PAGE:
Wednesday, November 07, 2007

In Rainbows

Having lived with In Rainbows for almost a month now, I can tell you one thing that might not be exactly earth-shattering.

Radiohead knows what they're doing when the make a record.

You could wish they did it a little more often -- it's been 3 years since Hail To The Thief -- but in one way or another they always seem to make it worth the wait.

Maybe it's just a hangover from the fabulous final episode of Mad Men, but the dominant emotion of this record seems to be the subject of Don Draper's emotional Kodak pitch: nostalgia.

Not overtly, of course, but this record is deeply suffused with a knowledge of and a feeling for the past 45 years of pop music, all filtered through a solid grounding in their own canon. They're not going to directly ape anyone else, but the Revolver-era Beatles vibe in the riff on "Bodysnatchers," or the Lamb Lies Down-era Genesis vibe on "Weird Fishes" are but a couple of examples of how this record serves to fuse past and present. The closest recent analogy is Beck's Sea Change, which seamlessly updated an early-70s feel to the 21st century.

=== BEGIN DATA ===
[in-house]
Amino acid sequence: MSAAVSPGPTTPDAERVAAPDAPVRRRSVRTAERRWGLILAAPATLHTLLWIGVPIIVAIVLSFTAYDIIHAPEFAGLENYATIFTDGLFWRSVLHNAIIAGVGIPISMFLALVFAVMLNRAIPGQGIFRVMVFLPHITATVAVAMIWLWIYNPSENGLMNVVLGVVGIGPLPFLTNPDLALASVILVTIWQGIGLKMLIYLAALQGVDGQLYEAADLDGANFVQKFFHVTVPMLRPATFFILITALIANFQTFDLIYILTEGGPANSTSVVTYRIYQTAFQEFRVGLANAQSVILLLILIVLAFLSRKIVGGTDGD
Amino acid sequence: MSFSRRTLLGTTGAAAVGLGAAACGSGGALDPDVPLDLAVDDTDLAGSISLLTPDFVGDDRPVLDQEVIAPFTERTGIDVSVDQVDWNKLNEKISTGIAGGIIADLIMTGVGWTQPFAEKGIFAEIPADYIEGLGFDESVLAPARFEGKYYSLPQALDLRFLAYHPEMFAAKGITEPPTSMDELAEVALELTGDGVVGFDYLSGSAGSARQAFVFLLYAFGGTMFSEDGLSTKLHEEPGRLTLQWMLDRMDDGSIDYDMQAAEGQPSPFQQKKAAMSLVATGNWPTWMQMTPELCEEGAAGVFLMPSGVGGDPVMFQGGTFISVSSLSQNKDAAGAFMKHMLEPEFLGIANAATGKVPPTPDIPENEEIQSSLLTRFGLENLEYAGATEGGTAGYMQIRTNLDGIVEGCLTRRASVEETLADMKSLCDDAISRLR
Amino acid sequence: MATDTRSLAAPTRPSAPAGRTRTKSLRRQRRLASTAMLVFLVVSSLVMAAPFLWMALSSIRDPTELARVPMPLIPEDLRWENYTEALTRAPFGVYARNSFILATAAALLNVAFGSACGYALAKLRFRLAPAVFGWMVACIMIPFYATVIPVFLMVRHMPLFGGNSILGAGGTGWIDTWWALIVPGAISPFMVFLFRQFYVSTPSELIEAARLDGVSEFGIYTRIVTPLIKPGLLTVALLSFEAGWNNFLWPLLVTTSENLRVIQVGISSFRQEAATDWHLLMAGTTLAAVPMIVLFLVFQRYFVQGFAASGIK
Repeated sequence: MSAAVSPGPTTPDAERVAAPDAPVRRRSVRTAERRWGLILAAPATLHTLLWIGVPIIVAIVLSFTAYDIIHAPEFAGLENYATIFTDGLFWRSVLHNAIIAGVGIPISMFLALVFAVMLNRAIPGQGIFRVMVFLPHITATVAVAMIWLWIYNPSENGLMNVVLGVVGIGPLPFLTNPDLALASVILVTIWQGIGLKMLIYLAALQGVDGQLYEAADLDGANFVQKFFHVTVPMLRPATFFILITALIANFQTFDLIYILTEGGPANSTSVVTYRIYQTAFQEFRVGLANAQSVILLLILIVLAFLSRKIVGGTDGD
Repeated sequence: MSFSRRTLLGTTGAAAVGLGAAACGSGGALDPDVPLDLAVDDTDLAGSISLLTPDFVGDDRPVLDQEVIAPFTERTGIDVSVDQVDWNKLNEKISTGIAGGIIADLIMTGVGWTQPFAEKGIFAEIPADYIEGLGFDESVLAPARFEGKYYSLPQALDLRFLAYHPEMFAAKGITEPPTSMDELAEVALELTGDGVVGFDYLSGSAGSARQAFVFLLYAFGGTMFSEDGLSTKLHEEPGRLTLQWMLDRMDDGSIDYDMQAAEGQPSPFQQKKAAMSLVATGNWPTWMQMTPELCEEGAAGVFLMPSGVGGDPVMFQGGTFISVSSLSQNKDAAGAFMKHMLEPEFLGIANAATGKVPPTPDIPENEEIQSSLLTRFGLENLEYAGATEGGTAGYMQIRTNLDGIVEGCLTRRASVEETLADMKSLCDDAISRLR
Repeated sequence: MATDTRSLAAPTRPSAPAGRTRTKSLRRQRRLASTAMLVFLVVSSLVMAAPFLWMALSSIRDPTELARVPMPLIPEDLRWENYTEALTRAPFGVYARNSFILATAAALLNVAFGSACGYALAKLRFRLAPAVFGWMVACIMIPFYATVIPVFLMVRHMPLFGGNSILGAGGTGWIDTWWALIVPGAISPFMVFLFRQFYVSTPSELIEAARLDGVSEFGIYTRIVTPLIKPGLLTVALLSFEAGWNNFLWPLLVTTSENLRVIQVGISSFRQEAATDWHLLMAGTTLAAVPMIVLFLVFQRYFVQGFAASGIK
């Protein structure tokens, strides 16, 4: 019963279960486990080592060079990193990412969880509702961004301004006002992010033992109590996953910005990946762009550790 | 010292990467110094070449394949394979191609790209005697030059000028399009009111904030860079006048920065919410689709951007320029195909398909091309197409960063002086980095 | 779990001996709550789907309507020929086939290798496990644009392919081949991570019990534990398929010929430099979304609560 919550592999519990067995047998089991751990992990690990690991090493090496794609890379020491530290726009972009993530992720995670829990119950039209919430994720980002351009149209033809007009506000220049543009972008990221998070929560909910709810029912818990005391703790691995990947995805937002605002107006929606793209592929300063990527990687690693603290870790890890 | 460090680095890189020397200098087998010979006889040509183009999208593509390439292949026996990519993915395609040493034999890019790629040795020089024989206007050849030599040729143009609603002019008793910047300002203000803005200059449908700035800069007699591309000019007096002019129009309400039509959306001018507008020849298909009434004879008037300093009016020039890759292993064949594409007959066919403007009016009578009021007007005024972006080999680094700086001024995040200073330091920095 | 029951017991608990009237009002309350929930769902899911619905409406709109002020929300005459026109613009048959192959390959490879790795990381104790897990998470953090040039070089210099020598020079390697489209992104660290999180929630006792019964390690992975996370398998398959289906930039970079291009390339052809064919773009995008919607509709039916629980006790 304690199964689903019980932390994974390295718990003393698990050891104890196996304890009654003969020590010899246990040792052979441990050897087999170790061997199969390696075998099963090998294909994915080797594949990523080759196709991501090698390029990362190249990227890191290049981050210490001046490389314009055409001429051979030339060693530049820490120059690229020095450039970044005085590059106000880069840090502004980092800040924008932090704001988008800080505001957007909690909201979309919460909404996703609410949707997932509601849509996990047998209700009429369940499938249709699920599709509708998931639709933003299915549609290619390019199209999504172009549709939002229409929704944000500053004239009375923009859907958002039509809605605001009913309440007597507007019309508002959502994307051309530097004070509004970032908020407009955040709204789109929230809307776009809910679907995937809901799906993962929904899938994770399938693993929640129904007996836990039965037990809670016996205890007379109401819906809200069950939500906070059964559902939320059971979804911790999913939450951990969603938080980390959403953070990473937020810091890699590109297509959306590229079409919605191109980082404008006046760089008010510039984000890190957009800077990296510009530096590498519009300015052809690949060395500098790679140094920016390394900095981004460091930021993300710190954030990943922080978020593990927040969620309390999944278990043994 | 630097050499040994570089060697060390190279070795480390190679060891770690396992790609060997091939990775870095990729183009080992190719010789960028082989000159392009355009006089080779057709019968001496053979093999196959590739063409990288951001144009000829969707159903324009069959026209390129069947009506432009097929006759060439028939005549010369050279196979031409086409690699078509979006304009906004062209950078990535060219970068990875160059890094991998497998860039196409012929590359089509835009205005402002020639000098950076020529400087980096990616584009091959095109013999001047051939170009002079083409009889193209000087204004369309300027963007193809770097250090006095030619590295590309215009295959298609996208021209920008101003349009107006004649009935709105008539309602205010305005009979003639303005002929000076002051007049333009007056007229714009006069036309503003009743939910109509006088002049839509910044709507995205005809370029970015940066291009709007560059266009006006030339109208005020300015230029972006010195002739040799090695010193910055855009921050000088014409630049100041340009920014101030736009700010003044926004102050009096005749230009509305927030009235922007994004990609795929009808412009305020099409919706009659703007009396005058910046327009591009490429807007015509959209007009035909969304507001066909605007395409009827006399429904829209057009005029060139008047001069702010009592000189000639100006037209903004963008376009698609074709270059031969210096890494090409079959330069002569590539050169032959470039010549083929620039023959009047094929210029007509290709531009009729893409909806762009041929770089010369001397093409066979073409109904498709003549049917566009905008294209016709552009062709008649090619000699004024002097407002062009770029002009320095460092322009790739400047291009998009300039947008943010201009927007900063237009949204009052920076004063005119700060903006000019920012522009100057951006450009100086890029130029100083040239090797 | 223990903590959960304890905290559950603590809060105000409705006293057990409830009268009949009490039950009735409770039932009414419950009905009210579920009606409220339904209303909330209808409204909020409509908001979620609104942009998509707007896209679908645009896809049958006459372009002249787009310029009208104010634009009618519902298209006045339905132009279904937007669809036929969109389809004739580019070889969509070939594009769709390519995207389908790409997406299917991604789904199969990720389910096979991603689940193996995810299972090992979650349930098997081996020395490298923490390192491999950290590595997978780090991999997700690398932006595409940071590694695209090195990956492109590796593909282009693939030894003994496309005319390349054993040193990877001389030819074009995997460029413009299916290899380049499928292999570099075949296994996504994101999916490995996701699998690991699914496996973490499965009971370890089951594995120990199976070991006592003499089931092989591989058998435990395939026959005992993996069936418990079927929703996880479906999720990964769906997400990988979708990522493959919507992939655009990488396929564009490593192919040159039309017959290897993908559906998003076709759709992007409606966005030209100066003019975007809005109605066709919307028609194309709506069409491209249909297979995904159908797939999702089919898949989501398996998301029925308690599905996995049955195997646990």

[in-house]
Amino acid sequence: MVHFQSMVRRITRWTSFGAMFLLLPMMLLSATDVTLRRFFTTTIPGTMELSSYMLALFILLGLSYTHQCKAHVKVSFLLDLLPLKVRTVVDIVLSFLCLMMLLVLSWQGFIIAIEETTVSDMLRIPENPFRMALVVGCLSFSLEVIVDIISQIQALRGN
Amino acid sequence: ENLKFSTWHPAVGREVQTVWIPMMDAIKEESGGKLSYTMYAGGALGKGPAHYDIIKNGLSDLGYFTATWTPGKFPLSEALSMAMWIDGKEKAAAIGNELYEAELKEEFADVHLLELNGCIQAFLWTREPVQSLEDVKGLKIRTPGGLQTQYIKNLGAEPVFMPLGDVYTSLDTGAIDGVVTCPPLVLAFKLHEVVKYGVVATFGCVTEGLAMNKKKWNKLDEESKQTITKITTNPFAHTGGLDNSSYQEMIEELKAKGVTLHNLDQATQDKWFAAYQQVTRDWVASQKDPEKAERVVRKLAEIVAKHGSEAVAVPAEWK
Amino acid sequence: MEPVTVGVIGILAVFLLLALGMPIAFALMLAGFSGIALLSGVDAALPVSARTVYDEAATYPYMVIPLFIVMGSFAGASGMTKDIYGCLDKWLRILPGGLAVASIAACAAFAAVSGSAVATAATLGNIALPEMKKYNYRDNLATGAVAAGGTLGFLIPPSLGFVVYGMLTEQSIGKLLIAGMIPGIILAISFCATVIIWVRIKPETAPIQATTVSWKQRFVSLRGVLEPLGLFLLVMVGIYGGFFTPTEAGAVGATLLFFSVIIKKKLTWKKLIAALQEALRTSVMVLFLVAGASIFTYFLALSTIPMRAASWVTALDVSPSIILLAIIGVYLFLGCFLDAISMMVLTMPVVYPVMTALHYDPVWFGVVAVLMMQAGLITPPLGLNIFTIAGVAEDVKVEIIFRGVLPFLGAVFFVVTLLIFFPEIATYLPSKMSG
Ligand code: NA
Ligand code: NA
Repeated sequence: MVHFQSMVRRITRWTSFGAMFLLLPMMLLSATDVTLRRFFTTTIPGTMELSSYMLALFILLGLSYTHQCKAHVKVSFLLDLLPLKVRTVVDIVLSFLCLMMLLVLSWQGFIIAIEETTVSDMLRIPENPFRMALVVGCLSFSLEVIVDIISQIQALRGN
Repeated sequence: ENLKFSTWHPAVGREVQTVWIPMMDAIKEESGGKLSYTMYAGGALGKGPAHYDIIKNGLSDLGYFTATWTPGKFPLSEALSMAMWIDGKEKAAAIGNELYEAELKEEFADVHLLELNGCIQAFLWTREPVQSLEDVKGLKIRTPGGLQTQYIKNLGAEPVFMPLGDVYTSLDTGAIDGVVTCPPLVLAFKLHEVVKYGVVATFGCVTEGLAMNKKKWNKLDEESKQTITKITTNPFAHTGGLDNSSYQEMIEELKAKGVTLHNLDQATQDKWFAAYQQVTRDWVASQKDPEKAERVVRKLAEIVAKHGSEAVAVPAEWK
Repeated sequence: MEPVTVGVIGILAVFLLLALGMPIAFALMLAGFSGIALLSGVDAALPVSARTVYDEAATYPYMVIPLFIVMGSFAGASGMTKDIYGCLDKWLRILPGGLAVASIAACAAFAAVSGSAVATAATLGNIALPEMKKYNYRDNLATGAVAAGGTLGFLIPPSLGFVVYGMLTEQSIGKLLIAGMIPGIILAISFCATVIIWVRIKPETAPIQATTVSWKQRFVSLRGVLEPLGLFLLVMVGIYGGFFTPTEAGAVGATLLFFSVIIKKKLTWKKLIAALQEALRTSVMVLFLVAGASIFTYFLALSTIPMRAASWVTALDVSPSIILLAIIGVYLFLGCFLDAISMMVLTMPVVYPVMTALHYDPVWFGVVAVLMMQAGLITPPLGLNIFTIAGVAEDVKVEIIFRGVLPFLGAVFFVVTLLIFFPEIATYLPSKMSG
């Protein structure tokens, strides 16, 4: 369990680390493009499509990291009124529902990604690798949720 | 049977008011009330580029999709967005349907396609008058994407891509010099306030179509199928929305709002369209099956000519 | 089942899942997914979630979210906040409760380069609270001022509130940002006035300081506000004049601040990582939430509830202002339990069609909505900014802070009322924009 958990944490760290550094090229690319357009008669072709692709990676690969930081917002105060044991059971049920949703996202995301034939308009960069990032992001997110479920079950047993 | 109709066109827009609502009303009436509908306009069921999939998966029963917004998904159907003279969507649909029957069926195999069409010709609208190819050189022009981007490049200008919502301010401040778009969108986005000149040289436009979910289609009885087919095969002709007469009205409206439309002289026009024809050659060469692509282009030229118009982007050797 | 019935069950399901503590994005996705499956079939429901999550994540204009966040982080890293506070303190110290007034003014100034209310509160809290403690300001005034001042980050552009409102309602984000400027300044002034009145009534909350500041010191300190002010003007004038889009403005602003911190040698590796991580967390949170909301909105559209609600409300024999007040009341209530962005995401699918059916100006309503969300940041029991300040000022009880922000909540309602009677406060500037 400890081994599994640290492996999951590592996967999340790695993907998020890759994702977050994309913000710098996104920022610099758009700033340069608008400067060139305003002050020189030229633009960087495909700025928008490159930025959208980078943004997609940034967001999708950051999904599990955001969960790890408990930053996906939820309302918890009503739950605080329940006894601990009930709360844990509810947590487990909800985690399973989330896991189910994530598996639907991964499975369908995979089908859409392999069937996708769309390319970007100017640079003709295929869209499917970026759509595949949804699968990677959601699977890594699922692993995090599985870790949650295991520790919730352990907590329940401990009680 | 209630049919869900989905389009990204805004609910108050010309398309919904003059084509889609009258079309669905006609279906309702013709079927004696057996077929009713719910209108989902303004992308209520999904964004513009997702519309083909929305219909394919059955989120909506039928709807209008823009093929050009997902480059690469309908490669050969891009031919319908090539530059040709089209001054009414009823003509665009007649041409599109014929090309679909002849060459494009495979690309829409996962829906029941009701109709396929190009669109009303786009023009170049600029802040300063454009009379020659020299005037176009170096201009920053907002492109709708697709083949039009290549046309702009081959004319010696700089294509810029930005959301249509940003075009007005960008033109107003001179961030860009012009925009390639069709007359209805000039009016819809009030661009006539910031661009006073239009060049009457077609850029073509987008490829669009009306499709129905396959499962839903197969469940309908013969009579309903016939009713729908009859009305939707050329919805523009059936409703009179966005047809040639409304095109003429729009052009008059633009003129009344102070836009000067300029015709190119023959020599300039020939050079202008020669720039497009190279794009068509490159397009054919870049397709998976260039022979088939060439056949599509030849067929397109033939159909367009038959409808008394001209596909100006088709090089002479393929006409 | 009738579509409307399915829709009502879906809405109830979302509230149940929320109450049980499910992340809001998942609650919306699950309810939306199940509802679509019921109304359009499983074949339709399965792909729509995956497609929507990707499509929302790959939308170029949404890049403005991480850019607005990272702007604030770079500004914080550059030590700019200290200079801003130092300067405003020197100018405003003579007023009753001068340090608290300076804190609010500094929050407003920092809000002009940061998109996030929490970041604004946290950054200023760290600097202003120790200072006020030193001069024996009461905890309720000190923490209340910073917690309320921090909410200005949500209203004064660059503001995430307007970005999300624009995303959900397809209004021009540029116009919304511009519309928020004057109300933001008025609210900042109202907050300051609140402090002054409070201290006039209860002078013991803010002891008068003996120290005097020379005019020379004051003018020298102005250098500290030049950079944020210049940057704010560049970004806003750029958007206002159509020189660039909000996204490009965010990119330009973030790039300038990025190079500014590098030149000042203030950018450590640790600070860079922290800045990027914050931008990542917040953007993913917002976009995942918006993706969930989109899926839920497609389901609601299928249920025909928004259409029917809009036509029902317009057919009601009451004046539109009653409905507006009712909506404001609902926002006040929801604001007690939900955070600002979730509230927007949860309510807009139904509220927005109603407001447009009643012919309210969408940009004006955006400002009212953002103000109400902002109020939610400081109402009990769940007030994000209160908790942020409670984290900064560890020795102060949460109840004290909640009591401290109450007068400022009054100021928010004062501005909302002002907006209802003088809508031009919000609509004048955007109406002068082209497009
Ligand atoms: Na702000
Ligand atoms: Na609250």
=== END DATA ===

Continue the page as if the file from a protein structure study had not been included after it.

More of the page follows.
Pulling it all together, of course, is Thom Yorke's voice, one of the most distinctive, divisive and, yes, beautiful instruments in music today. Much like Neil Young's voice divided the faithful from the unwashed in the '70s, Yorke's falsetto splits today's scene like Heston's staff.

Worth £4? To economists, maybe not. To me, most definitely.


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